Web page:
8. Build a community. While I’ve known for quite some time how important a strong community is, this year reminded me once again that it’s the glue that holds us all together. Our classroom community sets the stage for all the learning that occurs throughout the year. But it’s also the community that is built within our teams and our schools. I had the privilege of working with a phenomenal team this year. Sharing your days with like-minded, passionate and caring educators makes coming to school every day a joyful experience. I realize and appreciate how lucky I am to have this.
Kindergarten is my happy place. It’s where I need to be as a teacher. Having been a teacher in grades 1-8, a literacy specialist and a librarian – I’ve finally found my home in kindergarten. I thank each of my students and my colleagues for helping me see that and for giving me so much to learn from this year.
What did your students teach you this year?
This coming year will be my first in K (as an ESL teacher). This post helped my nerves some!
Are you on Twitter? If so, I recommend following the #kinderchat hashtag. It is an AMAZING network of committed, passionate kindergarten teachers. They helped me SO much in my first year of K. Best of luck! My class blog is http://katiekeier.edublogs.org/ if you’re interested in checking that out. I do it with my students throughout the year, but I will be keeping it up during the summer too. Thanks for your comment!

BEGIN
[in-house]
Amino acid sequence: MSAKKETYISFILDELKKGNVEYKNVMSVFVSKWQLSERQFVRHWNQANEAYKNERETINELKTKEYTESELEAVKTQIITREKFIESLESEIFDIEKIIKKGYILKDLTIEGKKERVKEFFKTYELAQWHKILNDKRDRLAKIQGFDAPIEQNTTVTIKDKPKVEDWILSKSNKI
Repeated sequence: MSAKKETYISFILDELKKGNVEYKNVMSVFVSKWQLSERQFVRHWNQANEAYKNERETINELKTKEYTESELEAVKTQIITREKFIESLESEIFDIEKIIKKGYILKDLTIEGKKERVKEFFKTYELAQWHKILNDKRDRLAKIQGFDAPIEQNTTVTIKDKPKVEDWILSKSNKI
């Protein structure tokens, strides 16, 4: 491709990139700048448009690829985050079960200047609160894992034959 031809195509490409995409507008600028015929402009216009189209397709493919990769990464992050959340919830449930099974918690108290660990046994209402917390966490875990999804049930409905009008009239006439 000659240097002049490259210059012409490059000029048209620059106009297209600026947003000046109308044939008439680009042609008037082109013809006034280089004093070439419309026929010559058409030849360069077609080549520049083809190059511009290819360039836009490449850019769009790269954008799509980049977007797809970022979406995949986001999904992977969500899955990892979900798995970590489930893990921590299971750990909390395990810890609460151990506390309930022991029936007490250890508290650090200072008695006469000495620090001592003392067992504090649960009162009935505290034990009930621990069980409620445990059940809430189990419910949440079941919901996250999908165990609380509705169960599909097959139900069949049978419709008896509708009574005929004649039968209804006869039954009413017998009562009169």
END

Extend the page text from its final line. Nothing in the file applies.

Great post! I really like #4: Slow Down. I always feel rushed in Kindergarten. I used to think that it was because I was a substitute and that K is hard to sub because of the routines – I was rushed because I had to keep checking the ten pages of notes the teacher left! Then I was in a K class that built in long centres time and I had time to observe, extend play, ask questions and actually enjoy “being” with the students. I realized that rushing in K is like trying to hold on so tight that you drop everything. Being present is essential. Back in my BEd program I did an arts based inquiry project on mindfulness. http://msanthonyexploresmindfulness.wordpress.com/
Look forward to reading your future posts!
Kindergarten is amazing and magical and I swore I would never leave it (having spent my first 10 years of teaching in K!) And then..I moved and had to teach 3rd or 4th or 2nd..and I love it too! The best part is keeping my Kindergarten mindset of everything you listed and using it with the ‘big’ kids too. The community and the play and the laughs…all of it is just as important in all grade levels. Too often teachers forget that! Great post Katie 🙂
I completely agree! Much of what we do in kindergarten is just as important in the upper grades. I loved what my colleagues did with introducing Explore in 5th grade. They are still kids – and need to play! Thanks for your comment!